Talk to Her Talk to Her, Spain's camp bad boy Pedro Almódovar's latest lm, contains no drugs or sex, and I didn't even notice until it was over. That's because Almódovar has always trafcked in extreme emotions and the actions that spring from them. Actions and craziness often overshadow feelings in his earlier lms, but with Talk to Her, Almódovar gives us the most mature and deeply felt of his movies. (Nate Lippens ) Whitsell Auditorium


Tie Me Up! Tie Me Down! See "Naughty Genius" on page 47. Whitsell Auditorium


Uniform A young tailor starts wearing a cop's uniform that was left in his shop, discovering that the clothing makes everything he experiences vastly different. Guild


The Upside of Anger The Upside of Anger makes an all-too-blatant grab for the award-friendly glory road well plowed by the likes of American Beauty and Terms of Endearment, yet is nearly redeemed by a cast that wrings out every last bit of potential from the formula. After being abandoned by her husband, a brittle housewife (Joan Allen, deliriously bitchy and never better) strikes up a boozy relationship with the scruffy ex-jock next door (Kevin Costner, finally at ease in his relaxed-fit Dockers, and with a shambling affability that makes his years adrift in the egocentric waterworld even more of a shame). Despite the xeroxed plot and a horribly misguided ending, filmmaker Mike Binder's film looks to have some serious legs (the preview audience went gonzo at every single wisecrack and heartstring pluck, to a degree I've rarely seen). Since you're going to eventually end up seeing it anyway, best to shrug off the flailing stabs at higher meaning and enjoy it for what it gets right: Two fine, yet often neglected, actors teeing off on a series of telegraphed pitches and repeatedly knocking the damned cover off of it. (Andrew Wright) Lloyd Cinemas , City Center 12 , Sherwood 10, Pioneer Place Stadium 6 , Century Eastport 16 , Century 16 Cedar Hills Crossing , Evergreen Parkway , Tigard Cinemas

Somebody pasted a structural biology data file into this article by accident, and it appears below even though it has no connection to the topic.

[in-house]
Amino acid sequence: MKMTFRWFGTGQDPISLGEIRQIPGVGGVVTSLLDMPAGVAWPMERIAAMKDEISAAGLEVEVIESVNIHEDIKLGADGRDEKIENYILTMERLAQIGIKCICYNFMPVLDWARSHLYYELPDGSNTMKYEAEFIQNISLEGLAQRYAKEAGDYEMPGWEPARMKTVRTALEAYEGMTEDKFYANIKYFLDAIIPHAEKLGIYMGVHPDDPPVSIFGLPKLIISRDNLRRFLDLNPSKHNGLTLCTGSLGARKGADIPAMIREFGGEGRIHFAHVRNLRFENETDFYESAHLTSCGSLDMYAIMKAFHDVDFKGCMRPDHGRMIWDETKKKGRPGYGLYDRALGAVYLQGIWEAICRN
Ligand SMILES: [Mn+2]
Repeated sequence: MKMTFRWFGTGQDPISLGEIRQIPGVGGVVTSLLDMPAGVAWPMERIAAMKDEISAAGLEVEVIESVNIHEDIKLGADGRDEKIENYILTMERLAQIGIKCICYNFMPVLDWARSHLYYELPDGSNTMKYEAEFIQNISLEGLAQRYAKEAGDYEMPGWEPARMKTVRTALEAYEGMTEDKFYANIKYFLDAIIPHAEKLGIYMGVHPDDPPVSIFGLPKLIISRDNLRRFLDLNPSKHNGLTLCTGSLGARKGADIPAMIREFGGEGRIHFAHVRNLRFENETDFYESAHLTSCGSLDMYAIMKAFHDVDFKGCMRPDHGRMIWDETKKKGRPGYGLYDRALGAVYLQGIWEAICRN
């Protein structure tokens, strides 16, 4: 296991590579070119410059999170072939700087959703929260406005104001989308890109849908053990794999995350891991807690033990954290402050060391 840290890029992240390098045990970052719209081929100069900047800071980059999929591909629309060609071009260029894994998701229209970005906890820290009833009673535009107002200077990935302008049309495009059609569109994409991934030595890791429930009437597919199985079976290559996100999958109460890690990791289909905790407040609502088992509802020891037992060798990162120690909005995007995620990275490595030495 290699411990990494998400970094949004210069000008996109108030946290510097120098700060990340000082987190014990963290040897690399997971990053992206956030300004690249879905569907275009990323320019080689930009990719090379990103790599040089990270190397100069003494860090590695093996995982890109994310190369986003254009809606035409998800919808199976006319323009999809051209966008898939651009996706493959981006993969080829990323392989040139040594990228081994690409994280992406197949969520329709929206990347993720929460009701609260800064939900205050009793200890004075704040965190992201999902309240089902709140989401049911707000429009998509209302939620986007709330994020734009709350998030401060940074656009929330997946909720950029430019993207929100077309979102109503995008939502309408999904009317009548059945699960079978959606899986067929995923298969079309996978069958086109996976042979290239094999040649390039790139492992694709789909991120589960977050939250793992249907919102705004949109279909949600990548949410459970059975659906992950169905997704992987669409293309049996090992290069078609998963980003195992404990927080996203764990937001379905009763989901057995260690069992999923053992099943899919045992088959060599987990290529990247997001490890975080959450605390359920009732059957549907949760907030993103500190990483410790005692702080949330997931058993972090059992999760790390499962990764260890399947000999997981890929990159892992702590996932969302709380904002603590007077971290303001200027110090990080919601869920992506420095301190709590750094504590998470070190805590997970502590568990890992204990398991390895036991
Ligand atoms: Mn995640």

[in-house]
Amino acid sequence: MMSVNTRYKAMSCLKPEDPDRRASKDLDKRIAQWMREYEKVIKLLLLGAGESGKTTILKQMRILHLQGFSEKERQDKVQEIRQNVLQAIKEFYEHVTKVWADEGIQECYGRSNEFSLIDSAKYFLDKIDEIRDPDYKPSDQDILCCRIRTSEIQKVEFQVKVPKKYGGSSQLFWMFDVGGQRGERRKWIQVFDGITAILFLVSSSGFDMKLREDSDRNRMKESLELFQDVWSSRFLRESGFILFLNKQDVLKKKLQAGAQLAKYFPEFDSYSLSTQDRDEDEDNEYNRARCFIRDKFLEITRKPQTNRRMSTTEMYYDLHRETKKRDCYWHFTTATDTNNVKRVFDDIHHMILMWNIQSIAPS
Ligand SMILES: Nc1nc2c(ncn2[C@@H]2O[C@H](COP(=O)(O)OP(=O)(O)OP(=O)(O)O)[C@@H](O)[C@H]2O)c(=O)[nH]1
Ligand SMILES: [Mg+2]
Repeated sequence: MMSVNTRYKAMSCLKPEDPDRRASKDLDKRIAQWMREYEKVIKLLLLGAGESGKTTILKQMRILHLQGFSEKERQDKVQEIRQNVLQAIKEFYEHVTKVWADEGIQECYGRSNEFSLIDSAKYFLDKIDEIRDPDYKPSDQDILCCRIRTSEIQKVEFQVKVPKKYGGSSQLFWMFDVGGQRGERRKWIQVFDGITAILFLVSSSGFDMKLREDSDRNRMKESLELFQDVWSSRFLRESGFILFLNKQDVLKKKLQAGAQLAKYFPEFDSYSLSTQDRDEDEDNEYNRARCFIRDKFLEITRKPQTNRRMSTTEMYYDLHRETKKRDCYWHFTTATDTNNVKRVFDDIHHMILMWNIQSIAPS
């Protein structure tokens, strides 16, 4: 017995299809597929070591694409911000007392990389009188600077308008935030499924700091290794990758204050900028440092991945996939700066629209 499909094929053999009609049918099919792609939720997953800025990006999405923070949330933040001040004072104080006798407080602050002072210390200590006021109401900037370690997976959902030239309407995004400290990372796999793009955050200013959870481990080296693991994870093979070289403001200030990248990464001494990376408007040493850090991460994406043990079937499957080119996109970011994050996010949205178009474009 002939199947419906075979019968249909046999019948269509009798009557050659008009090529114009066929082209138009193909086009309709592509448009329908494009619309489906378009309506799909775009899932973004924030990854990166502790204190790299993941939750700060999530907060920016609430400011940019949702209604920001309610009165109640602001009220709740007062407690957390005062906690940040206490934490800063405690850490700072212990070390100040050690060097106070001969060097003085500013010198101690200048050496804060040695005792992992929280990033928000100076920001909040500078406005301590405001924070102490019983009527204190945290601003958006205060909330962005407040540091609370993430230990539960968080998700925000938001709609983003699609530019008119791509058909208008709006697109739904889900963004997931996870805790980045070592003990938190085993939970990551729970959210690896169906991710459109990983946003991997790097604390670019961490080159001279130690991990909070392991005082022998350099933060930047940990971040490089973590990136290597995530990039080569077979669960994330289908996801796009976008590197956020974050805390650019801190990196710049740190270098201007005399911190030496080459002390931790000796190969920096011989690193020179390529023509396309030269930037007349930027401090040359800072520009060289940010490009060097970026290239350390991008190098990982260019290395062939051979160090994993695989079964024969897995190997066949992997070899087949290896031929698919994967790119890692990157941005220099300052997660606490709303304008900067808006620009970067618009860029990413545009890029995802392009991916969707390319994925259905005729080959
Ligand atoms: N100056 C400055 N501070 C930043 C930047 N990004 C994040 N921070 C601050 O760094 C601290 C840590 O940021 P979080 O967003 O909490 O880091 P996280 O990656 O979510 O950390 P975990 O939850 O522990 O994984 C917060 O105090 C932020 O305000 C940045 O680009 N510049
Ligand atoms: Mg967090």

A Very Long Engagement A Very Long Engagement is directed by Amlie's Jean-Pierre Jeunet and it stars Amlie's Audrey Tautou, which is pretty much all you need to know. (Erik Henriksen) Laurelhurst


What's a Human Anyway? The phases of manhood in Turkey are explored through the story of a 35-year-old man living in a cramped urban apartment building. Whitsell Auditorium